Kusama provides an experimental platform where developers can test new features before making any changes to the Polkadot-based projects. Unlike other blockchain networks, Kusama provides a live test network environment where developers can evaluate the impact of changes they’re planning to make.
The best part is that the developers get to build a huge community before the project is even launched. Kusama network consists of two types of blockchains that help with smoothly running its operations.
The Relay Chain
The Relay Chain is the main blockchain where transactions are finalized. Unlike other blockchain networks, Kusama uses an advanced mechanism to validate and add transactions to the blockchain separately.
Kusama uses a refined form of Proof-of-stake consensus protocol known as nominated proof-of-stake. The node operators can handle two different positions within the platform by locking their KSM tokens.
Validators – The validators are responsible for verifying transactions in parachains. These node operators also participate in the network’s governance through their voting power.
Nominators – Nominators allocate their voting power to validators by delegating their staked tokens. These participants are responsible for securing the Relay Chain. They can allocate their voting rights to another validator if they aren’t satisfied with the existing one.
Parachains are small blockchains that run in parallel. These customizable chains validate the accuracy of the transactions with the computing resources of the relay chain.
Kusama network relies on community members for making certain changes to the network.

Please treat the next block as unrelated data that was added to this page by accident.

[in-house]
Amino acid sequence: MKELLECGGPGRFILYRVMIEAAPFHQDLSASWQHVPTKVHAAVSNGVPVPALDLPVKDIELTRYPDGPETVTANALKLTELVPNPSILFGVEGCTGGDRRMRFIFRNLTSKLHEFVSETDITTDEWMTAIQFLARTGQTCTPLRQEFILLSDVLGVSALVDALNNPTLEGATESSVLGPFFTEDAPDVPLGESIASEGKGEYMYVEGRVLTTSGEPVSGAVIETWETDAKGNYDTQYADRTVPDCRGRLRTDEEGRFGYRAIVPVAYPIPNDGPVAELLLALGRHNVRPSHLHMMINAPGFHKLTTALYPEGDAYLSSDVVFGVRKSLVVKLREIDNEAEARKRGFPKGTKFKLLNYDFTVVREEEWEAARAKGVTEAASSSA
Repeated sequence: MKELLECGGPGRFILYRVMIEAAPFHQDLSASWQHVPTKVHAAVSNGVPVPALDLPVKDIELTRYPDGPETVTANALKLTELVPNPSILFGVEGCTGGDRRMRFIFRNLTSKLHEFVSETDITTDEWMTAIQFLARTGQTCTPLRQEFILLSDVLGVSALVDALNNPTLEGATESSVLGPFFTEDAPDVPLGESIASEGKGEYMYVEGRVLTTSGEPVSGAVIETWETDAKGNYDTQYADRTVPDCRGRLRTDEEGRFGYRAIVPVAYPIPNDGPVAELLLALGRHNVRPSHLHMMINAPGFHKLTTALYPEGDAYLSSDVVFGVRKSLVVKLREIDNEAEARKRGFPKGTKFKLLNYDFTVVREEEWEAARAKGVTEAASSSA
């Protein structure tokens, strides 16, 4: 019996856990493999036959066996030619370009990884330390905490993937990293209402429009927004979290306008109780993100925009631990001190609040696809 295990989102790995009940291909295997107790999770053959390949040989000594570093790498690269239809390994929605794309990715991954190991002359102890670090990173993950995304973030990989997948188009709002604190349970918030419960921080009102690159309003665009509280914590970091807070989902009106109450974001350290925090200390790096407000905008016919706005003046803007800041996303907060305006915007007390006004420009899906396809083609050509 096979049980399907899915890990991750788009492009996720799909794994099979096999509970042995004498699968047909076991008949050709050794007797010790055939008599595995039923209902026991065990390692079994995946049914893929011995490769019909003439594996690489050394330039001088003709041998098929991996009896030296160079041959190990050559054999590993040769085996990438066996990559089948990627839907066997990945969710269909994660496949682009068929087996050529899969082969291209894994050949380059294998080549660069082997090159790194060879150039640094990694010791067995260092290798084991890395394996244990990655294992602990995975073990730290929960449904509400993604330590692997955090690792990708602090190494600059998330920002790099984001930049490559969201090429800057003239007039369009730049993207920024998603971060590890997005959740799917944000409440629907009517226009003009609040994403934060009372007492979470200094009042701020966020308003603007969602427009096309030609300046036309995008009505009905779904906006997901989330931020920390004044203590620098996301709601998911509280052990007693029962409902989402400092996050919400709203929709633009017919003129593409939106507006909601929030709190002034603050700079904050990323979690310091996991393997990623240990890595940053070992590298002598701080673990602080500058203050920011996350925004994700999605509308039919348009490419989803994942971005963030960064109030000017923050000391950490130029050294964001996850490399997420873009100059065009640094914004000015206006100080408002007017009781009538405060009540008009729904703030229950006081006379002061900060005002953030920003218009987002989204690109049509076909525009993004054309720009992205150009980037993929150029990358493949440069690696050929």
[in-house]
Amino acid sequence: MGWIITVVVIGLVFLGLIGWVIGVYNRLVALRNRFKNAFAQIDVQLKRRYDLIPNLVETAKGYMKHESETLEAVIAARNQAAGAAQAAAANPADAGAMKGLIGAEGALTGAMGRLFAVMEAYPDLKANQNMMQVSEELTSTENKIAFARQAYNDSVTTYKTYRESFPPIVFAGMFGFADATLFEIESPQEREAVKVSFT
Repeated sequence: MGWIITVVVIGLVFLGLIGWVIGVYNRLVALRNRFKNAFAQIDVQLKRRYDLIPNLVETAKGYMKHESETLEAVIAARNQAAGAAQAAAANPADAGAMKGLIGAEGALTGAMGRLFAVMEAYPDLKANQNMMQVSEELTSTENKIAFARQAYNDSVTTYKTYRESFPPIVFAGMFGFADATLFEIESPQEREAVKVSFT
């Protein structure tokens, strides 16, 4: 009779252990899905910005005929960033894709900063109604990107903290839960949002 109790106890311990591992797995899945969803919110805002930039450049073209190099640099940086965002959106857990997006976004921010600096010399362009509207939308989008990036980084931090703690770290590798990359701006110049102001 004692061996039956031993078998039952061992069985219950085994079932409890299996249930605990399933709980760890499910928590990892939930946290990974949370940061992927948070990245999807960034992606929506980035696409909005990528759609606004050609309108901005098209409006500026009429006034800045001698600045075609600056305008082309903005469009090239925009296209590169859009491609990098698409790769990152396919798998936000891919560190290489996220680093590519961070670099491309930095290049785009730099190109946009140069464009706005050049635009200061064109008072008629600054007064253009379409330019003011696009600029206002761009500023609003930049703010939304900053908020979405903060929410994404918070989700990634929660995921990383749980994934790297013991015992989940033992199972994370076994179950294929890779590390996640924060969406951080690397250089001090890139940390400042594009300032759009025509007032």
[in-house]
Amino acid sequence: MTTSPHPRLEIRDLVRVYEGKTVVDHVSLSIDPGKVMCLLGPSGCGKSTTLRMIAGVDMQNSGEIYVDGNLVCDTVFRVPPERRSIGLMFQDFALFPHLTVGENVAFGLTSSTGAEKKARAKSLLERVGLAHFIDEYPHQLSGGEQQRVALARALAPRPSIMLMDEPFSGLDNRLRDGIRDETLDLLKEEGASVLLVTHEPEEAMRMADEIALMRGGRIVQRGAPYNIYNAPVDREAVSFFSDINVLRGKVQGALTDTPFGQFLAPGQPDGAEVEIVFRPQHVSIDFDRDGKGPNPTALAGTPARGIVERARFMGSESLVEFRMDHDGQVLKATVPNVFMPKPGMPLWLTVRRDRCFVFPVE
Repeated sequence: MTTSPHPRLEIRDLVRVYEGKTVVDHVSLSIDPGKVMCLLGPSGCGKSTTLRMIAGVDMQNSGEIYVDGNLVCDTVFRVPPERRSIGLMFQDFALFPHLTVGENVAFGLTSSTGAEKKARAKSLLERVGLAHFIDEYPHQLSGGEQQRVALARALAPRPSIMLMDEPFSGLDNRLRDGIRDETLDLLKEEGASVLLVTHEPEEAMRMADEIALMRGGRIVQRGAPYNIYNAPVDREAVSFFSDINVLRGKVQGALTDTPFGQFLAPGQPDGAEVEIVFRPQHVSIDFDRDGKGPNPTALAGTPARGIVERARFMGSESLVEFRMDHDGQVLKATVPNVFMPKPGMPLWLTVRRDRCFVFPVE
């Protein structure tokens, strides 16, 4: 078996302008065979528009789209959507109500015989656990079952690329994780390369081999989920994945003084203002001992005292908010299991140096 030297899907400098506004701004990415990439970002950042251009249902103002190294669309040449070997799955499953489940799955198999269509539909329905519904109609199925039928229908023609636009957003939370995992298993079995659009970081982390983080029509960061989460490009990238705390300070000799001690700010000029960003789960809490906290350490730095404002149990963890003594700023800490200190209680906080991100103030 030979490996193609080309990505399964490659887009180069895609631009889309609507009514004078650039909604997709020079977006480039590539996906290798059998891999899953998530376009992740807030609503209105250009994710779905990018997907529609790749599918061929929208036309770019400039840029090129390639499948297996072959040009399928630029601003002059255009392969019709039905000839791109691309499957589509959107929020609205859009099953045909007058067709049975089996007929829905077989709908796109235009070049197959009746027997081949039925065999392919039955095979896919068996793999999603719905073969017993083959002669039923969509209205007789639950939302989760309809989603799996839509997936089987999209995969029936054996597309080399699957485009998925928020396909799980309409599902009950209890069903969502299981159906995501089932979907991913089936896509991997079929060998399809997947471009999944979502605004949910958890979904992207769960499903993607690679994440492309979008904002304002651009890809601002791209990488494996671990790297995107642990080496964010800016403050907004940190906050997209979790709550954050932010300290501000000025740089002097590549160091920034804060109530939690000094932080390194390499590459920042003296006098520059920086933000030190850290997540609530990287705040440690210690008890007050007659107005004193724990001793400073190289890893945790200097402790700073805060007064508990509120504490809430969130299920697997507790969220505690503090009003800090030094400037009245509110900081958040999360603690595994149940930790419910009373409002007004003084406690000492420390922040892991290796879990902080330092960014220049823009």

The Referendum Chamber
KSM token holders can vote for the changes proposed by other community members. They can also propose changes for the growth of the project.
The KSM token holders elect the council members through their voting power. These members approve or reject the changes proposed by the KSM token holders. The council consists of seven members but the team is looking to increase the number as the network grows.
The Technical Committee
The council members choose the members of the technical committee. These members are responsible for prioritizing the proposed changes depending on the importance of each proposal.
Thus, all the community members participate in the development of the project. It helps with keeping the network secure over time.
KSM is the native token of the Kusama network that is used to send money from one account to another. The users can also stake their KSM tokens to become node operators. Thus, they can earn KSM tokens as a reward for their participation. The token holders also get voting rights within the platform.
With a circulating supply of 8 million tokens, KSM has a market cap of $454 million. It ranks among the 100 best cryptocurrencies in terms of market cap.
Kusama is a network of parachains that provides an experimental environment for developers who want to launch their projects on Polkadot. The developers can also test several features using this network. It uses a network of multiple chains to process transactions separately. However, the finalized transactions are recorded on the main chain.
If you need more information about how the Kusama network works, feel free to get in touch with us.